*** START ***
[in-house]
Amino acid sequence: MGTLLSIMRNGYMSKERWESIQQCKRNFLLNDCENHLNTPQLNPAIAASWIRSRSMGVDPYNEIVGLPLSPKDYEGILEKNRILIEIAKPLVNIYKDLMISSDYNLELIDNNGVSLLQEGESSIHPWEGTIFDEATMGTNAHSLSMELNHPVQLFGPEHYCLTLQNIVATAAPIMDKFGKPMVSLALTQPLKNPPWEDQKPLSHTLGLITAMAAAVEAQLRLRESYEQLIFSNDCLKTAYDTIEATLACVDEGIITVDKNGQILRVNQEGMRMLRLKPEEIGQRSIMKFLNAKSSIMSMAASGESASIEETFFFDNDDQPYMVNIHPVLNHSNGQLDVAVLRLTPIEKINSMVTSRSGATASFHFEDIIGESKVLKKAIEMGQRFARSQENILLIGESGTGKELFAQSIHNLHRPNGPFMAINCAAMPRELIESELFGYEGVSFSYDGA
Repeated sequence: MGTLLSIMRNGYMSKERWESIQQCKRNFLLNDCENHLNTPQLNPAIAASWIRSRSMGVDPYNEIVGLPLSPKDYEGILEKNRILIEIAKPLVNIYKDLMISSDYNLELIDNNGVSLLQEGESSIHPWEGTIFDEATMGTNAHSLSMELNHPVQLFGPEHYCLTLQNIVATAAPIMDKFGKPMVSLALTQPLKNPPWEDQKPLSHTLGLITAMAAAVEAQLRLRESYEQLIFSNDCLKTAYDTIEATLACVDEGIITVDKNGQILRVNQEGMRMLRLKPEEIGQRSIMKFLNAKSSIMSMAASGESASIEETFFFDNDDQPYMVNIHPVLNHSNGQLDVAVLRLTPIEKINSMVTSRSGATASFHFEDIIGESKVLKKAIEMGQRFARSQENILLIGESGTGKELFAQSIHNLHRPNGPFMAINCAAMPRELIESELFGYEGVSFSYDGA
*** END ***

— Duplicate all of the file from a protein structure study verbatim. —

[in-house]
Amino acid sequence: MGTLLSIMRNGYMSKERWESIQQCKRNFLLNDCENHLNTPQLNPAIAASWIRSRSMGVDPYNEIVGLPLSPKDYEGILEKNRILIEIAKPLVNIYKDLMISSDYNLELIDNNGVSLLQEGESSIHPWEGTIFDEATMGTNAHSLSMELNHPVQLFGPEHYCLTLQNIVATAAPIMDKFGKPMVSLALTQPLKNPPWEDQKPLSHTLGLITAMAAAVEAQLRLRESYEQLIFSNDCLKTAYDTIEATLACVDEGIITVDKNGQILRVNQEGMRMLRLKPEEIGQRSIMKFLNAKSSIMSMAASGESASIEETFFFDNDDQPYMVNIHPVLNHSNGQLDVAVLRLTPIEKINSMVTSRSGATASFHFEDIIGESKVLKKAIEMGQRFARSQENILLIGESGTGKELFAQSIHNLHRPNGPFMAINCAAMPRELIESELFGYEGVSFSYDGA
Repeated sequence: MGTLLSIMRNGYMSKERWESIQQCKRNFLLNDCENHLNTPQLNPAIAASWIRSRSMGVDPYNEIVGLPLSPKDYEGILEKNRILIEIAKPLVNIYKDLMISSDYNLELIDNNGVSLLQEGESSIHPWEGTIFDEATMGTNAHSLSMELNHPVQLFGPEHYCLTLQNIVATAAPIMDKFGKPMVSLALTQPLKNPPWEDQKPLSHTLGLITAMAAAVEAQLRLRESYEQLIFSNDCLKTAYDTIEATLACVDEGIITVDKNGQILRVNQEGMRMLRLKPEEIGQRSIMKFLNAKSSIMSMAASGESASIEETFFFDNDDQPYMVNIHPVLNHSNGQLDVAVLRLTPIEKINSMVTSRSGATASFHFEDIIGESKVLKKAIEMGQRFARSQENILLIGESGTGKELFAQSIHNLHRPNGPFMAINCAAMPRELIESELFGYEGVSFSYDGA